Estero, Florida – Seniors spent a cold night outside in a queue spanning blocks while they waited to get to a park and recreation center where COVID-19 vaccines were introduced on a first come, first served basis.
Front in the line were Mark and Mary Ravis from nearby Cape Coral. They arrived around 7 pm on a Sunday, Two hours after the announcement of the vaccination clinic By the Lee County Health Department.
“I really need this vaccine,” said Mary Raviz. She and her husband, 69 and 72, respectively, suffer from underlying health conditions. “We thought it would fill up quickly.”
Saturday, Governor Ron Desantes Issue an executive order It ignored the Centers for Disease Control and Prevention guidelines for the priority of the COVID-19 vaccine and allowed people age 65 or older to jump ahead of the essential workers, Even as many Florida health care workers wait for the shot.
“We’re not going to put healthy young workers on old people,” said DeSantis, whose state has seen more than 21,000 deaths from the virus.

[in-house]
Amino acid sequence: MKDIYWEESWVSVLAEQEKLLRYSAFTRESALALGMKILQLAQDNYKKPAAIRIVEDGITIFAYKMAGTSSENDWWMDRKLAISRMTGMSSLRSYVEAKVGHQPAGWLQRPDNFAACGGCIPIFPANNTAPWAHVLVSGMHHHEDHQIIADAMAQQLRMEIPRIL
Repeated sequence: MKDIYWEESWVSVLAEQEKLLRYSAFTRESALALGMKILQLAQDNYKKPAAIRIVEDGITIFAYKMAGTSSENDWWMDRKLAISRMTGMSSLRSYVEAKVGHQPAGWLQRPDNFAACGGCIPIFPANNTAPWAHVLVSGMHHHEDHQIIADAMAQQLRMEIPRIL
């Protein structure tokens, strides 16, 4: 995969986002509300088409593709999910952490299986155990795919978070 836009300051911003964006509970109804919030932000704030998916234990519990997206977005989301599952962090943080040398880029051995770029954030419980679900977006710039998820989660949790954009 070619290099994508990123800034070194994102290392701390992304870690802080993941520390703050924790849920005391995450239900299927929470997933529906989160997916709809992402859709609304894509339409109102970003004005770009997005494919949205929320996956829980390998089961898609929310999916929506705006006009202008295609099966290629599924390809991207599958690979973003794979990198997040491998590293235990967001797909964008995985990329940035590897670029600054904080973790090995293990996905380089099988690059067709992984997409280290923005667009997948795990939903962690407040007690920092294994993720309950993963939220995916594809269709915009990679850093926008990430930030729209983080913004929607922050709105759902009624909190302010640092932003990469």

The Ravises were among the lucky ones in a southwestern Florida village. By noon – two hours before the scheduled start of vaccinations – the provincial health department tweeted that the site had reached its capacity. Only those who are already in line can be accommodated.
On Tuesday, the lines at the three first-come-first-serve vaccination sites in the county reached full capacity by 7 a.m. The mayor’s office had to send a traffic alert to the sites because of the congestion.
Similar scenes of waiting, confusion and frustration surfaced across the state on Monday, as medical and county systems scrambled to create distribution systems for groups that had not expected to be vaccinated for at least a week or two.
“If you’re opening up for everyone in Florida aged 65 or over, you better have a plan,” said Dr. William Schaffner, an infectious disease expert at Vanderbilt University School of Medicine in Nashville, Tennessee.
This was not necessarily the case in Sunshine State, where rolling out a messy coronavirus vaccine for people 65 and older may be a lesson for the rest of the country, as a decentralized county-based public health system adapts to overwhelming demand.
Florida’s latest vaccination data showed 122,881 people had received the first dose of the two-part vaccine as of Monday morning; Johns Hopkins University data showed Florida had 546,400 doses as of December 16.